Torre makes a good Boss
By David Halberstam
Page 2 columnist

This is in praise of Joe Torre. What a pleasure it has been to watch the Yankees during the years he has managed in New York. May I also suggest that this year he had what was probably his best of year of managing, this being a Yankee team that was aging and somewhat vulnerable, and seemed, especially in the beginning of the season, better on paper than it was on the field.

Joe Torre
Joe Torre and his staff have changed the atmosphere in the Yankees clubhouse.
It is in praise of him not merely as a baseball man, but in the more complete sense as a man, for the two are not always the same. To understand the difference, all you have to do is think back to the appalling turmoil that surrounded the cartoon-like Billy Martin era in the Bronx years before Torre arrived.

Torre is as complete a person as high-level professional sports can produce, especially in this hyped-up era with its higher visibility, where the rewards are greater than ever, and where therefore the shelf life of a coach or manager tends to be briefer -- you go up higher and faster than in the past, and you can descend even more quickly. The role of the media, after all, is greater than ever, which imposes an immense temptation to take care of yourself at the expense of your players, to indulge in me-first leadership.

Torre has been successful in New York for any number of reasons: He has had very good players, by dint of George Steinbrenner's passion to win, and his players are by and large, mature, unusually self-reliant men (especially when calibrated on the Richter Scale of contemporary athletic maturity, where sheer ability and the willingness to accept responsibility for your actions are not necessarily on the same team).

But I think it is important not to underestimate how well Torre's own exceptional human qualities have served him, his honesty and sense of humor, and his instinct, despite all the media pressures on him, to be exceptionally straight in his dealings. This has helped shape the clubhouse and made these Yankees a team that sportswriters coming from venues that are nominally violently anti-Yankee have come to respect, if not actually like.

Joe Torre
Torre is the type of manager that most major-league players want to play for.
So, in one of the three or four most heavily scrutinized institutions in the country (perhaps less scrutinized than the Pentagon, but more scrutinized than the Department of the Interior) and with an exceptionally demanding and highly volatile owner, he has managed to be true to himself, and his players know it. If they are straight with him, he will play it straight and protect them -- if need be, even from the owner.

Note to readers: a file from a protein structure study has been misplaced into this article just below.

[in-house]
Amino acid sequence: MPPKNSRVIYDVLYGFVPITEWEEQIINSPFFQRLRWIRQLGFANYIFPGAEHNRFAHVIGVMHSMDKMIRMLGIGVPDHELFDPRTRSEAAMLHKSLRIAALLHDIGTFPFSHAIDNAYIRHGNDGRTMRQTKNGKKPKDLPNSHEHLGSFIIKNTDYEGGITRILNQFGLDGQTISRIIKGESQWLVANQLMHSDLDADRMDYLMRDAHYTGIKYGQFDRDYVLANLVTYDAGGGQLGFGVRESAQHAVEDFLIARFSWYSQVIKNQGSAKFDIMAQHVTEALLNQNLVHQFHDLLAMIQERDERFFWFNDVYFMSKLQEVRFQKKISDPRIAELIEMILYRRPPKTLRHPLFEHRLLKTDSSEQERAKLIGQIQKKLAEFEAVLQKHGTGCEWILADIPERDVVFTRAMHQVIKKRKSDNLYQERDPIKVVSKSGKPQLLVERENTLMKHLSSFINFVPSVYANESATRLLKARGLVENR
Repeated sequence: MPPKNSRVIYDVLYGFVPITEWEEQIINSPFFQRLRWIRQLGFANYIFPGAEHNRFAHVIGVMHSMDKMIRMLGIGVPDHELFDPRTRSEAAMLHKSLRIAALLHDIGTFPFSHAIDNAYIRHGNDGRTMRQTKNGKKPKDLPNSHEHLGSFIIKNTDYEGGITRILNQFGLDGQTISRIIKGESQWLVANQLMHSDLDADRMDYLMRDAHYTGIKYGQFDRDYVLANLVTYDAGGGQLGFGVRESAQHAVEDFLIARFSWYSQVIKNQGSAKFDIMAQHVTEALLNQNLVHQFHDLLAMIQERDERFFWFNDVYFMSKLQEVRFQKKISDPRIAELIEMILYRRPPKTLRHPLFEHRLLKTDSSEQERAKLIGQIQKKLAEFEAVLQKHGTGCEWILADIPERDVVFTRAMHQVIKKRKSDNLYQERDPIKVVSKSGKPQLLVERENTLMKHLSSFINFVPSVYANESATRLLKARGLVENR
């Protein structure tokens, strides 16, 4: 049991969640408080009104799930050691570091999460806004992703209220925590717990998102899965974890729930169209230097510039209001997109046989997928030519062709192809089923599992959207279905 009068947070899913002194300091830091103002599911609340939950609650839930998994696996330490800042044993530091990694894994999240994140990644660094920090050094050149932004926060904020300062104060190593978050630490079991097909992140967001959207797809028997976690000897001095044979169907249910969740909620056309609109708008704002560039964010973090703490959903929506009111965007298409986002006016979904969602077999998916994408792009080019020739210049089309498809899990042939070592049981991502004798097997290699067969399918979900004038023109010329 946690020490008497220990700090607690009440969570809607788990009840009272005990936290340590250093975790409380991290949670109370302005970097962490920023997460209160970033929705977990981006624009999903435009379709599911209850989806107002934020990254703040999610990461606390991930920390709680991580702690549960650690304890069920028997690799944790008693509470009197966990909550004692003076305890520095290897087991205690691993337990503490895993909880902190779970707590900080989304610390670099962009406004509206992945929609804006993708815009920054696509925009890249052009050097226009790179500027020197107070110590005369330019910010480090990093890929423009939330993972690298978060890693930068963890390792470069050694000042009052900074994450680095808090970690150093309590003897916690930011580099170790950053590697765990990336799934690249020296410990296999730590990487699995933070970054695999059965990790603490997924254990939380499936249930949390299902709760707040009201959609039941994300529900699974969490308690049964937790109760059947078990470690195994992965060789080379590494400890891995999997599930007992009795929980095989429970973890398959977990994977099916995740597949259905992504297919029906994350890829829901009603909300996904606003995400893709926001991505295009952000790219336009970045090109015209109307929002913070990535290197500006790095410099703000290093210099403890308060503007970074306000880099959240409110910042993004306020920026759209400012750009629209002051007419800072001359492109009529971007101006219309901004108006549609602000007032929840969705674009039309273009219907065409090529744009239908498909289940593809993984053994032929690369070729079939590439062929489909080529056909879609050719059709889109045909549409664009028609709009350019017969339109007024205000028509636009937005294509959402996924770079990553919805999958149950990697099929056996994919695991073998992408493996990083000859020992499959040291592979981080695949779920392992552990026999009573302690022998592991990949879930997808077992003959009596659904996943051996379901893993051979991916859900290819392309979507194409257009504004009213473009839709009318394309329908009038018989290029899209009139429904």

Somehow, when I think of Torre, I conjure up the opposite vision of Steve Spurrier, the immensely successful coach of Florida who (a) always seems to be running up the score, but more importantly (b) seems to give out the impression by body language and facial expression that when things go wrong, it is not that he coached poorly, but because his players did not execute his game plan as well as they should.

I do not know Torre very well personally, but even my limited dealings with him gave me added respect for him. We met about eight years ago, when I was working on a book about the 1964 World Series between the Yankees and Cardinals. Torre had not played in that Series -- he joined the Cardinals a few years later -- but he was a great friend and admirer of Bob Gibson, who was the star of the Series and a central figure in my book. He was obviously intrigued that someone who is not nominally a sportswriter was going to write about one of the great athletes and fiercest competitors he knew.

Therefore, he went out of his way to be helpful. There was nothing in it for him, which for most readers probably does not mean much. But for anyone writing about sports it means a great deal -- by and large, when you deal with an athlete or an ex-athlete, one of the things that which hangs quite heavily in the air is one of the oldest questions of all-time -- what's in it for me?

It struck me that Torre went out of his way to be generous, not because he cared that much who I was, or wanted to ingratiate himself with me, for there was no way I could help his career or get him back into baseball at that time, but because he thought I was serious, and -- most of all -- because he loved Bob Gibson and he wanted to be sure I got him right. Torre's generosity was about something very old-fashioned, loyalty to a magnificent teammate, years after they had played their last game together.

I remember leaving the interview that day, impressed not merely by the wonderful quality of Torre's stories about Gibson, but about the nature of the man I had just finished interviewing. He had an old-fashioned sense of honor and loyalty to a teammate. It told me a good deal about two men, Gibson, the man who inspired that loyalty, and Torre, the man who, in such an egocentric line of work, still possessed it.

I was impressed at the time, and had made it a point in the years after to pay attention to Torre, and he has not disappointed me. He always seems to be in character, very much the man I dealt with then, albeit in ever-more explosive and pressurized circumstances.